We placed the satellites about 8 feet apart on 26-inch stands (not the Polk stands designed for them, which were not yet available), with the subwoofer midway between them and. like the satellites, about 2 feet from the back wall. The averaged room response of the two satellites, with the usual minor irregularities, was an excellent ± 3 dB from 350 to 19,000 Hz. At lower frequencies the room's standing-wave patterns produced larger variations.
Polk states that the subwoofer's response must be measured in its normal placement, with the microphone on the floor next to the edge of the box, since the proximity of the floor plays a strong role in determining the final bass response. In addition, to measure the combined satellite/subwoofer response in the crossover region, around 200 Hz, we also placed a satellite on the floor, with the microphone as before but equidistant from the center of the subwoofer's passive radiator and the front edge of the satellite.

This measurement produced a response curve with peaks at 65 and 180 Hz and a 7.5-dB dip at 110 Hz, rolling off at 6 dB per octave from 180 to 400 Hz. Splicing this to our room curve produced a composite response of ±3 dB from 75 to 19,000 Hz, rising an additional 4 dB at 65 Hz and falling off steeply at lower frequencies. The -3-dB response frequencies were 45 and 19.000 Hz, approximately as rated. Our quasi-anechoic FFT frequency-response measurements (and close-miked swept measurements as well) showed approximately the same pattern of frequency response as the room-response curves. They also revealed a large undamped tweeter resonance at 16 000 Hz that did not appear in the room-response measurement but was present in test curves provided by Polk. The horizontal dispersion of the tweeter was excellent up to 10.000 Hz over a 45-degree angle. The group-delay variation was less than 1 millisecond from 180 to 15.000 Hz and less than 0.1 millisecond over the tweeter's range above 4.000 Hz. In the range of 16,000 to 18.000 Hz, there were a couple of jogs in the group-delay plot corresponding to the tweeter resonance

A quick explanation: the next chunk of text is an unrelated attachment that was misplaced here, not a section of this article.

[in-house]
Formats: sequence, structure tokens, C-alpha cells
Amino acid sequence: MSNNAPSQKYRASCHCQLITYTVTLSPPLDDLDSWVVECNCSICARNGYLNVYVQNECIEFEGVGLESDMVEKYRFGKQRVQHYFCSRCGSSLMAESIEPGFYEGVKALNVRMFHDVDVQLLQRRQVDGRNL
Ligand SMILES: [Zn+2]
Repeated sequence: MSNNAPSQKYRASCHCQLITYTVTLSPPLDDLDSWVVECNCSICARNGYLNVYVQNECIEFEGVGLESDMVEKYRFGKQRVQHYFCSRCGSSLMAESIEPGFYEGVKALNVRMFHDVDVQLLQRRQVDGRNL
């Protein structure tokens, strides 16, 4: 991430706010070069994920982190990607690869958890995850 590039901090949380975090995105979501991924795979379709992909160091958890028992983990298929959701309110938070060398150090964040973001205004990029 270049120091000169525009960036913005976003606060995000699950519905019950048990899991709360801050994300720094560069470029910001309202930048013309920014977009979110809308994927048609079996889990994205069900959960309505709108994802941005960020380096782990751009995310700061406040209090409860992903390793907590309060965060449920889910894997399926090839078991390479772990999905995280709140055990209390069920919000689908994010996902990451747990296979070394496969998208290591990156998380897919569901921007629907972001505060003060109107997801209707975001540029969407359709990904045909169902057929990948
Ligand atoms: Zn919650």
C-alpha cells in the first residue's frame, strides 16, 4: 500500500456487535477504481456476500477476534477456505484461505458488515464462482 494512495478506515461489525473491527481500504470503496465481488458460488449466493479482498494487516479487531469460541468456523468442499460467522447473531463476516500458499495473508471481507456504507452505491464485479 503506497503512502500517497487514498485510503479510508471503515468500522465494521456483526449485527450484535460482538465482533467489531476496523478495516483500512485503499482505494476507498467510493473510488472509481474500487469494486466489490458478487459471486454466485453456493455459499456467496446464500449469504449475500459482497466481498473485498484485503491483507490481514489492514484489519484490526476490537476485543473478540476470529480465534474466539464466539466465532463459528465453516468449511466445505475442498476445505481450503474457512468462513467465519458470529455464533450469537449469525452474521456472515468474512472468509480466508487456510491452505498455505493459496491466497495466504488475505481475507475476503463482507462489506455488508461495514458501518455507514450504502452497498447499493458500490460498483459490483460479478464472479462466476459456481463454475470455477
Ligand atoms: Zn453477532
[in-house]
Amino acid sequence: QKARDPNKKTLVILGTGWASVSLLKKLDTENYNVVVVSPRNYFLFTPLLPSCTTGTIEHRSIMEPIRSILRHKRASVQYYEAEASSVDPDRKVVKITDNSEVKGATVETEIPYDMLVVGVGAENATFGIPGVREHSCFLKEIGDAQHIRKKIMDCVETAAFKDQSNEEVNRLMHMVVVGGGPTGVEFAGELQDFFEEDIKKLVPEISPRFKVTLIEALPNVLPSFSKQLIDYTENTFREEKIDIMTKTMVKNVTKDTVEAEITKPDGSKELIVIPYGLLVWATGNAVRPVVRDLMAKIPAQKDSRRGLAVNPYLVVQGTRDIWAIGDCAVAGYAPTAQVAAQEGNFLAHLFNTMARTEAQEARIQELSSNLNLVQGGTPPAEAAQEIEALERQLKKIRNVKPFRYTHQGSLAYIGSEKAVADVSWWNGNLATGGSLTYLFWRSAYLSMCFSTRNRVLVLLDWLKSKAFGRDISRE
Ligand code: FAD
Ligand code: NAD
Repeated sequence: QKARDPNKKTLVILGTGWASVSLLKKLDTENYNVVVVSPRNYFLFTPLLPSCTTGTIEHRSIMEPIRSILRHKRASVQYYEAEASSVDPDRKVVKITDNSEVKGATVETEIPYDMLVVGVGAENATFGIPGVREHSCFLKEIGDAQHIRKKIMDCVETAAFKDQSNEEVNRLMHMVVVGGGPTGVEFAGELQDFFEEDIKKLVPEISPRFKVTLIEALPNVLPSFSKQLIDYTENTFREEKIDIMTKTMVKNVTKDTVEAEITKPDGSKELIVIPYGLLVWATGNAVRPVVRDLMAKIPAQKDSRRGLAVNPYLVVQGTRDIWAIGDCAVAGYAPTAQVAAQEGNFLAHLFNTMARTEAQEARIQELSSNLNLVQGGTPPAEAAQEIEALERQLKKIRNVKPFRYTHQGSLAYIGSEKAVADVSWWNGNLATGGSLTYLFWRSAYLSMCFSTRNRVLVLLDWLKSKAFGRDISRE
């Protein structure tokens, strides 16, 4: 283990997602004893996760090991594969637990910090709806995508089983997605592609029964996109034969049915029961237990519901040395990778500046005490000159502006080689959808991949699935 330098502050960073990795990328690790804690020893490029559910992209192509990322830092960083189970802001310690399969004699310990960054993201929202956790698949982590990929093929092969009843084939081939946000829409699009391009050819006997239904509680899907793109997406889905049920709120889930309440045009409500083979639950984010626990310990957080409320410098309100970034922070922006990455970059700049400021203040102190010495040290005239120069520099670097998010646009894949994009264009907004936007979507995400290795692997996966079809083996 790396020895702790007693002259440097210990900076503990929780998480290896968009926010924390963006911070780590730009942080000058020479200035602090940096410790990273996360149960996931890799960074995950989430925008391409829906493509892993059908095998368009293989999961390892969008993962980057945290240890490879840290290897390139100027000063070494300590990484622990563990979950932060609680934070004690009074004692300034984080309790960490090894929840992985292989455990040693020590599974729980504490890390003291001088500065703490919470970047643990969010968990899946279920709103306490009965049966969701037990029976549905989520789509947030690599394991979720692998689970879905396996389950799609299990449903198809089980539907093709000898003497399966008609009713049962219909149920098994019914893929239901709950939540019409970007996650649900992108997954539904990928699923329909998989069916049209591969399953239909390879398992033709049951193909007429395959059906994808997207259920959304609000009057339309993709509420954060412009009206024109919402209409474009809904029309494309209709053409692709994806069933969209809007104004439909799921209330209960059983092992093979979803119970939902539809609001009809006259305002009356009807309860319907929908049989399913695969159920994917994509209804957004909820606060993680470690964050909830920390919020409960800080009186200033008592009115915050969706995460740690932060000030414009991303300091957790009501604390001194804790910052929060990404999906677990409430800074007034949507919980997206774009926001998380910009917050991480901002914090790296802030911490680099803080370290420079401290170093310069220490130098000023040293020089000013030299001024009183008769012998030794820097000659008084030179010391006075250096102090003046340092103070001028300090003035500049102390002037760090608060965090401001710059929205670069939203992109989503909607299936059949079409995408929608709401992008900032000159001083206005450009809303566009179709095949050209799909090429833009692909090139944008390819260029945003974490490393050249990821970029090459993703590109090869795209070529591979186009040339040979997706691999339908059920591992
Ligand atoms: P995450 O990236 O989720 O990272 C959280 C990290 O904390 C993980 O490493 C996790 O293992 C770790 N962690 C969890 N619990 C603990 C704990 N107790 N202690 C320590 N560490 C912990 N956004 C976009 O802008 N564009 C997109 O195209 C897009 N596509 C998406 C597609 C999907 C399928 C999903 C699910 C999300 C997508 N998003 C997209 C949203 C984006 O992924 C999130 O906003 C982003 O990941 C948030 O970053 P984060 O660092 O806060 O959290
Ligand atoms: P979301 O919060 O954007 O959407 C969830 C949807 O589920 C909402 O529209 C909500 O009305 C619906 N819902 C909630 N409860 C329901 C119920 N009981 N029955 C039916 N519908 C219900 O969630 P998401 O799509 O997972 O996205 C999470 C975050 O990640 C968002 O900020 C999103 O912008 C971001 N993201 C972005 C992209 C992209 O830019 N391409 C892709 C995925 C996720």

The satellite's impedance was a minimum of 5.2 ohms in the 600- to 900-Hz range and rose to a maximum of 18 ohms at 2,800 Hz. Its high-pass filter (a series capacitor) produced a rising impedance below 170 Hz, reaching about 55 ohms at 20 Hz. With the satellite connected to the subwoofer, the combined impedance reached a minimum of 4 ohms at 170 Hz and averaged 5 to 6 ohms from 60 to 1,500 Hz. In addition to the 2,800-Hz peak, the impedance reached 15 ohms at 40 Hz; it returned to 6 ohms at 20 Hz.
The system's sensitivity, with a 2.83-volt pink-noise signal, was 88-dB SPL at 1 meter. With a 3.5-volt input, corresponding to a 90-dB reference SPL, the subwoofer's distortion was 4 percent at 40 Hz, 1 to 2 percent from 45 to 70 Hz, and between 0.5 percent and 1 percent in the octave from 100 to 200 Hz.

Peak-power tests produced a rattle from the subwoofer at 100 Hz with an input of 1,350 watts into its 4.5-ohm impedance. The satellite's woofer and tweeter outputs did not distort significantly up to the clipping point of our amplifier, 1,150 watts at 1,000 Hz and 860 watts at 10,000 Hz.

The Polk RM-3000 had an open, airy sound that compared very favorably with some much more expensive conventional speakers. Its spectral balance was excellent- smooth and seamless, and giving no hint of its three spatially separated sound sources. There was no audible brightness from the 16,000-Hz peak (much too high a frequency to affect the tonal qualities of music), but the peak was probably responsible for the slight crispness we heard on high-frequency transients, which we generally found to be an enhancement to the overall sound.

The subwoofer was not aud.ble as a separate source with the central placement we used, though moving it completely to one side of the room sometimes produced a lateral shift in the apparent bass origin. For best results it should probably be located somewhere between the satellites. Moreover, although it was exceptionally free of upper-bass emphasis, it could deliver a potent output down to nearly 40 Hz.

Summing up, the Polk Audio RM-3000 is one of the best examples of a three-piece speaker system that we have yet heard. Its satellites are not only very small but are unusually attractive as well. Best of all they sound excellent, and when you are listening to the system there is no clue that the sound is coming from the two tiny boxes, normally its only visible parts. The subwoofer, however, while not unusually large, is considerably bulkier than most others we've tested.

If you are considering a three-piece speaker system, or lack the space for a conventional system, try listening to the RM-3000. It might eliminate some common misconceptions about how large (and expensive) a speaker has to be to provide plenty of high-quality sound.
Top Bottom